• Online spaces – organise social and groups activities online with both friends and family that stimulate and develop social interaction. Although not as effective as a real-world connection, helping kids organise online groups and activities with their peers and friends can be very beneficial. The online space challenges the child (and the adult) to engage socially and cognitively.
How to spot anxiety in children
Unfortunately, cases of anxiety and distress in children are on the rise now and this is being caused by an almost constant diet of scary stories on the news/Internet, isolation from peers with schools being closed and from picking up on the stresses of family and parents. For many children they will be experiencing more vivid dreams during this time, interrupted sleep, issues around appetite and so-on which are all classic signs of distress.
Younger children and COVID-19 concerns
Little ones might try to protect you from their distress and say they are fine, but it will show up in other ways such as, in their play, which can become preoccupied with the worries; mummies and daddies getting sick and going to hospital, people getting hungry, people fighting and getting angry with each other. Kids might become avoidant when they are upset, not talking, and withdrawing. Behaviour may deteriorate and arguments and fights start. They may ‘regress’ and start to act in a younger manner, depending on age you may see thumb sucking, incontinence, clinging behaviour.
Older children and COVID-19 concerns
In teenagers, distress can often appear as disconnection (I don’t care, I don’t want to talk about it) and through avoidance behaviours. Avoidance and procrastination are both classic signs of anxiety. In older children we are seeing increases in anxiety as reported by parents, this includes relapses in anti-social behaviour, substance misuse and so on.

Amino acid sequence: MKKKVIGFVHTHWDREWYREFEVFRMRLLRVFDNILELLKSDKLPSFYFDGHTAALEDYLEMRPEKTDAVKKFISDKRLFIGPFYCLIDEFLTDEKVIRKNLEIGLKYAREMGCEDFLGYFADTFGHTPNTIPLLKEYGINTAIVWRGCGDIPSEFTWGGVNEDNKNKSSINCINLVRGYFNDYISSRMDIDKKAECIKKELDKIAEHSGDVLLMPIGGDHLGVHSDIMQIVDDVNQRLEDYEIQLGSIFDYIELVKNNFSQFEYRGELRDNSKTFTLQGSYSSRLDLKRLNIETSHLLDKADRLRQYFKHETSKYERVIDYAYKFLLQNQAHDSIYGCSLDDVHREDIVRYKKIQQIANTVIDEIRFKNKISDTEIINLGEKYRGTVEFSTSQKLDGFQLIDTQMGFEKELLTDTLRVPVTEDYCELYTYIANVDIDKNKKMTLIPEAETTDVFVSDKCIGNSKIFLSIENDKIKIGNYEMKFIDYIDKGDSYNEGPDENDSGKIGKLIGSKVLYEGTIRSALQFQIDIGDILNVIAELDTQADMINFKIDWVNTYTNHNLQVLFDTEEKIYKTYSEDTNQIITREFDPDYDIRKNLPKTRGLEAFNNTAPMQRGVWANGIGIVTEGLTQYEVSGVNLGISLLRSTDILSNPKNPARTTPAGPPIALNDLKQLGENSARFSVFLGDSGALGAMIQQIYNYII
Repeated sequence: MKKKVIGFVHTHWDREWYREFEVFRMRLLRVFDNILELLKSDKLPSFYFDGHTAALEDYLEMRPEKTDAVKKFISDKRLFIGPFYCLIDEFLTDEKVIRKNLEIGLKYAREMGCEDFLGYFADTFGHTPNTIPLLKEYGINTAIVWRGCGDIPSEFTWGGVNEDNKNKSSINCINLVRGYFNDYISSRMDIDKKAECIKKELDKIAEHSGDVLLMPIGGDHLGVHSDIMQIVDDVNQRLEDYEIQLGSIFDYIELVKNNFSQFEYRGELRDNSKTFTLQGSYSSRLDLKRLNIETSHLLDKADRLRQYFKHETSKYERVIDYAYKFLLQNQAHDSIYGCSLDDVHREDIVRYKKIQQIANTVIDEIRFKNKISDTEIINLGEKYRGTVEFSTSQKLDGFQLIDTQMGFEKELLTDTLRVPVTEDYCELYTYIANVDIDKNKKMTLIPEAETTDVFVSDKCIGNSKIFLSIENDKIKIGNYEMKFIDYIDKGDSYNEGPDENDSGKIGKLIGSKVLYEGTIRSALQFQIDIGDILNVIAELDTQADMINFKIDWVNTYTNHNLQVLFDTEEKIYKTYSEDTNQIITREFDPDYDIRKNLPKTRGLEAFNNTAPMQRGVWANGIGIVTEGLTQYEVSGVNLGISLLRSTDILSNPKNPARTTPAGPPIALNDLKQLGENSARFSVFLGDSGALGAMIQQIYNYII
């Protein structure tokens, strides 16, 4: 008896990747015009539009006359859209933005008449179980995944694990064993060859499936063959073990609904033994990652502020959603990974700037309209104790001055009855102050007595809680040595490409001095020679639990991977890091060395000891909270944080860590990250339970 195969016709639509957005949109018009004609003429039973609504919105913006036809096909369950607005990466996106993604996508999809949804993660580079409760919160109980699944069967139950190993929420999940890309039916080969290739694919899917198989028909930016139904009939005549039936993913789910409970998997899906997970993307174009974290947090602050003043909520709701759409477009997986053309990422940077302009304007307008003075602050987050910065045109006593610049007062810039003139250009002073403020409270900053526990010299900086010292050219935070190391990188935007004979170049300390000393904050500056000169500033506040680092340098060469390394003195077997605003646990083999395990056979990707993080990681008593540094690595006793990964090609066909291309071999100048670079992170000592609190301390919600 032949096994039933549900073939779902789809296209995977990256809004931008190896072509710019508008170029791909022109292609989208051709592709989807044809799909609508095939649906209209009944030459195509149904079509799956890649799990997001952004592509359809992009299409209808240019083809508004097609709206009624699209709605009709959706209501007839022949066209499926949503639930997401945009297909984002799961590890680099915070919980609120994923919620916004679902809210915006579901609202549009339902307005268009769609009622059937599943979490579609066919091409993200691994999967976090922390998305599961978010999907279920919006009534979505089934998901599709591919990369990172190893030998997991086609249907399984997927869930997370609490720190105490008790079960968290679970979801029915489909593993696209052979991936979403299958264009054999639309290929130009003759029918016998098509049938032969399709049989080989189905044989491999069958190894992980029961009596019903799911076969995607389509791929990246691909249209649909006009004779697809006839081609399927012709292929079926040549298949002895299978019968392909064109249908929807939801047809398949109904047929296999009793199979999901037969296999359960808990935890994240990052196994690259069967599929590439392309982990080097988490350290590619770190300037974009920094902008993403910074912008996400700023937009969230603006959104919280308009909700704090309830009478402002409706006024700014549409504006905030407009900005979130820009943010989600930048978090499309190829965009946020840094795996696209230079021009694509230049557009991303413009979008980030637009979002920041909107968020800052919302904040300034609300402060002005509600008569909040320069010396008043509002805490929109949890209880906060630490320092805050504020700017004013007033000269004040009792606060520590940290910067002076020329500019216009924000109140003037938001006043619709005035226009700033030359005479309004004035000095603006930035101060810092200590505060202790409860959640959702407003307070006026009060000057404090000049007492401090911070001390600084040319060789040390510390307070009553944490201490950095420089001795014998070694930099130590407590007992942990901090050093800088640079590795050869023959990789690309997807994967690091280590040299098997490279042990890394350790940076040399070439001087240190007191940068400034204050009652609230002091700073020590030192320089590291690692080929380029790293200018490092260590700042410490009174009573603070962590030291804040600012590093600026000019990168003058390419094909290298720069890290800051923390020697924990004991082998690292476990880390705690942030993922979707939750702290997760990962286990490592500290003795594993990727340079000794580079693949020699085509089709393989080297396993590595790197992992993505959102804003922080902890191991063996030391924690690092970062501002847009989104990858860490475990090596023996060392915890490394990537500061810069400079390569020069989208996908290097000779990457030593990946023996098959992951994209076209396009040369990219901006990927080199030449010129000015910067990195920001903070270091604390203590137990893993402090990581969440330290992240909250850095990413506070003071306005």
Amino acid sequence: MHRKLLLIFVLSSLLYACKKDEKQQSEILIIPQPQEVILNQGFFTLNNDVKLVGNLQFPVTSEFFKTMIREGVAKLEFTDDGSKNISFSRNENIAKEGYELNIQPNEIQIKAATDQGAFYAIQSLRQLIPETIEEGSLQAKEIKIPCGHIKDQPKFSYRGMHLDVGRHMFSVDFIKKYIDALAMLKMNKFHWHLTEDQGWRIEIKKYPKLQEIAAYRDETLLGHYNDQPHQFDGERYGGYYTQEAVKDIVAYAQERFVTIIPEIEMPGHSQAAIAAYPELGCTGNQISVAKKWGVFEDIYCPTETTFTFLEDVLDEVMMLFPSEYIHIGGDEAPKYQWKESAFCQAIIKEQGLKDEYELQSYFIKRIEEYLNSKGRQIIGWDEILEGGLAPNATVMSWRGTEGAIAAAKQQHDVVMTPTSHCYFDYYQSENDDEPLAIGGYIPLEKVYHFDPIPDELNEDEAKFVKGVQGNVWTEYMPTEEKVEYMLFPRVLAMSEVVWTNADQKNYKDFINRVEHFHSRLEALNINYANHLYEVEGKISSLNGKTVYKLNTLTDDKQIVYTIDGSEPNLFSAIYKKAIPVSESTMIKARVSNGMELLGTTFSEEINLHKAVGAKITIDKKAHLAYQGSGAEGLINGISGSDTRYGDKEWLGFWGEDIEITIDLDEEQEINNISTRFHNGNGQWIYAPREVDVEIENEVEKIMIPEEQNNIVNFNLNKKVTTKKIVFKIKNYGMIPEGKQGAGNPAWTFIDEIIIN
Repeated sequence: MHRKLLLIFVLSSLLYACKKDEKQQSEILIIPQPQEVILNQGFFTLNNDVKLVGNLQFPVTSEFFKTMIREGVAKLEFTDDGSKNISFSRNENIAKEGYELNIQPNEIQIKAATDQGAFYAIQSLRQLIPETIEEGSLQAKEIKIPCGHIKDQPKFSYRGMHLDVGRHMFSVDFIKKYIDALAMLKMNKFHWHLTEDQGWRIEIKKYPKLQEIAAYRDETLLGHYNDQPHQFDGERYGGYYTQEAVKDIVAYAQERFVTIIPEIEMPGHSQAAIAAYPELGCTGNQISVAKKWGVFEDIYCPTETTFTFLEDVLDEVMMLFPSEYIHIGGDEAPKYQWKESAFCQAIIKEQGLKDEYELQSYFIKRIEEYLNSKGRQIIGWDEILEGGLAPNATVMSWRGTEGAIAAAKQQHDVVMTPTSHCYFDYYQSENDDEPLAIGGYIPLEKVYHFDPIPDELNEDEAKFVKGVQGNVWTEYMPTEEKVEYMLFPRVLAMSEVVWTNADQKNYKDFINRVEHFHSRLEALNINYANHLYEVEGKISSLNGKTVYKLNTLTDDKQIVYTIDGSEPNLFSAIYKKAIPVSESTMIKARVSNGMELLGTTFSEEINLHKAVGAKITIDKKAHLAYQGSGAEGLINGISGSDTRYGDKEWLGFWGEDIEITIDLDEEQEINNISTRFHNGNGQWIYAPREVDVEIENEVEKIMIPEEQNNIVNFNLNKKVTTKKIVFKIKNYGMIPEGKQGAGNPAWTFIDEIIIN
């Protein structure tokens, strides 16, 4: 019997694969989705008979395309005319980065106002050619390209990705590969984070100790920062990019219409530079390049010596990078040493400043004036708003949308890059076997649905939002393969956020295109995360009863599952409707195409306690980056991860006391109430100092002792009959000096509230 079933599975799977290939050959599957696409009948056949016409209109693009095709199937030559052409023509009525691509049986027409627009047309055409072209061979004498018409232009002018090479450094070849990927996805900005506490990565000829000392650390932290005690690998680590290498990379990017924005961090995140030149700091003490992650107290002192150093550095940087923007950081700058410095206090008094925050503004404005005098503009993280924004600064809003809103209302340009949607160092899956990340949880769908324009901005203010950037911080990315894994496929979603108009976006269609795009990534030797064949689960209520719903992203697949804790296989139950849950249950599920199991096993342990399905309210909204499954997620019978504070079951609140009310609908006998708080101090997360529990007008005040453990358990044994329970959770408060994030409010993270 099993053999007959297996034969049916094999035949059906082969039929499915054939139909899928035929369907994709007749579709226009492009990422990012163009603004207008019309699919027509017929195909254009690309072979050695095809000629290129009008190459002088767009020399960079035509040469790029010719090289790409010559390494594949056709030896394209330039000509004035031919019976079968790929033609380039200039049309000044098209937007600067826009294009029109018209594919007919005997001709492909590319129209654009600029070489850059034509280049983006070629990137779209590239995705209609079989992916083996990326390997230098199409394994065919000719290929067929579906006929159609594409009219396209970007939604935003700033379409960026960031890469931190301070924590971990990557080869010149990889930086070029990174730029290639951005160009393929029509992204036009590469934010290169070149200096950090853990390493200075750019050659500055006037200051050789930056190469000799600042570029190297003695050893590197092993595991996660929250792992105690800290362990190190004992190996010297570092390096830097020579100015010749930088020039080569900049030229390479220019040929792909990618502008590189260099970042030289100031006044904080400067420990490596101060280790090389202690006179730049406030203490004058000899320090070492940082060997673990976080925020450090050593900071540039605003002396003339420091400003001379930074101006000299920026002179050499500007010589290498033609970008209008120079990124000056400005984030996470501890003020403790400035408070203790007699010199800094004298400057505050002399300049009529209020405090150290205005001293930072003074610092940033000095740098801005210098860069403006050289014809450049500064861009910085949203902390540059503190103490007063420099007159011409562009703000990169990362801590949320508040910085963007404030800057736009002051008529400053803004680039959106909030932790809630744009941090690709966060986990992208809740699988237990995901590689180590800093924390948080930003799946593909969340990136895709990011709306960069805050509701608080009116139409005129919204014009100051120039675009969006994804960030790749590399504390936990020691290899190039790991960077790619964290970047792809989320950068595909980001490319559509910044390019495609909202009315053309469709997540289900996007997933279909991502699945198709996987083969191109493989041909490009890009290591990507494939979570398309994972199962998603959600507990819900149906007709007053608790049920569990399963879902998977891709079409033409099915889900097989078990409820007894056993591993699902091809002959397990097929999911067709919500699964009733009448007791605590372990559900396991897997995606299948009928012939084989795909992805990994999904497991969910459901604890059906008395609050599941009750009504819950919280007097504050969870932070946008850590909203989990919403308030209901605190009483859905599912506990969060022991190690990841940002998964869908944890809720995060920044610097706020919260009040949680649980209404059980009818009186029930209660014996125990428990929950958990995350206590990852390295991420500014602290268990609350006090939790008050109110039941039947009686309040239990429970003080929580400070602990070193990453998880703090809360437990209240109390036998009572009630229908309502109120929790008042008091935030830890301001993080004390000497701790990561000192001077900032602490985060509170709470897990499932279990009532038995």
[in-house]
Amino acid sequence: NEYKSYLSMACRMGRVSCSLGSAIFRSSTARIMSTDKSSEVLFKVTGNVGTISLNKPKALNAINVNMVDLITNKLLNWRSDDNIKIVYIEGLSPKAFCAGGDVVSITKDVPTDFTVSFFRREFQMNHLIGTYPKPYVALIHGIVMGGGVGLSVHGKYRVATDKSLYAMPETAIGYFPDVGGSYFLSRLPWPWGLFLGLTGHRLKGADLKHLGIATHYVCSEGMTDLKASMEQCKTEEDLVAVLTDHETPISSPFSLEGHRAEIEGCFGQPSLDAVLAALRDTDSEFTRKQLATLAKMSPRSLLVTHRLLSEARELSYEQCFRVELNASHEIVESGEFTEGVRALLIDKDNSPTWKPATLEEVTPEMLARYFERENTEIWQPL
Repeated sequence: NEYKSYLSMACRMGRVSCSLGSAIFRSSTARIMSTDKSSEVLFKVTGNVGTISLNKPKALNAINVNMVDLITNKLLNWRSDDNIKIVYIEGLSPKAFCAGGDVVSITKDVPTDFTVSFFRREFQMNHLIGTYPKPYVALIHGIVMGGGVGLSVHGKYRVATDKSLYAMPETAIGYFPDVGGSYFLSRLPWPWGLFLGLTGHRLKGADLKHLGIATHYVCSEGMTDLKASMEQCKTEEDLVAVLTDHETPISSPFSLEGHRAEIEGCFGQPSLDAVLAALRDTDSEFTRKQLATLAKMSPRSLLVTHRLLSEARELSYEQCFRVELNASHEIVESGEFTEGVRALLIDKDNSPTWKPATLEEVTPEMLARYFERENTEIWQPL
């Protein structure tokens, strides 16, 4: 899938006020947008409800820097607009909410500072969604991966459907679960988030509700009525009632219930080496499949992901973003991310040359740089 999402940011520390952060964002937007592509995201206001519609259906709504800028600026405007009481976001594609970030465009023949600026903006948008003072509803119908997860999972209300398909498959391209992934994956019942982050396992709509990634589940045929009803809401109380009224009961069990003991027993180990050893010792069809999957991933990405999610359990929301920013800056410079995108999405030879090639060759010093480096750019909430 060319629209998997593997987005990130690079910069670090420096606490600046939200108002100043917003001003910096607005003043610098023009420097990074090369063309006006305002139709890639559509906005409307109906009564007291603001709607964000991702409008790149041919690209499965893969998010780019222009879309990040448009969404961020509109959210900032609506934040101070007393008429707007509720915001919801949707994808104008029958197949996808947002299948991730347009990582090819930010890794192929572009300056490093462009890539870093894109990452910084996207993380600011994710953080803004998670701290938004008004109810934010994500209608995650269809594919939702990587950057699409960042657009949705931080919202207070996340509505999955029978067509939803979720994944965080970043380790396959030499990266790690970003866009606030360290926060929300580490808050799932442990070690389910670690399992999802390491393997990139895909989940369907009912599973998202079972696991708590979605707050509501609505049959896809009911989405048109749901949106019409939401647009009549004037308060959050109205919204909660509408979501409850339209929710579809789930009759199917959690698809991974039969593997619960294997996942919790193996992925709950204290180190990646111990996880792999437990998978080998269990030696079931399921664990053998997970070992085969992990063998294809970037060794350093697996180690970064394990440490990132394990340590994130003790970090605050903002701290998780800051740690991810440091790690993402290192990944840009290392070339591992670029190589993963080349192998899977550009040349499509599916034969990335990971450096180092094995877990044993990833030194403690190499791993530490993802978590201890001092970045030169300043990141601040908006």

Psychotherapist Noel McDermott comments: “Parenting in a pandemic is not an easy feat but now more than ever it is vital that parents help children develop and maintain good mental health and emotional wellbeing. You can do this by helping them feel safe, keeping healthy routines, managing their emotions and behaviour and by being positive at home. By being positive ourselves, we promote positivity to our children. If you are concerned about your child’s mental health don’t be afraid to ask your GP for support.”
Vaccination and the end in sight
It’s important to explain that we are on the final straight now, with the vaccination programme well under way. Soon, your kids will be able to see their grandparents as the shielded ones are being vaccinated first. Tell yourself this is positive news as well! The closure of schools, as well as being temporary, is for the last time. We are all looking forward to a big party soon to move on from all this stress.
Noel McDermott is a Psychotherapist with over 25 years’ experience in health, social care, and education.
Noel’s company offer at-home mental health care and will source, identify and co-ordinate personalised care teams for the individual.
They have recently launched a range of online therapy resources in order to help clients access help without leaving home –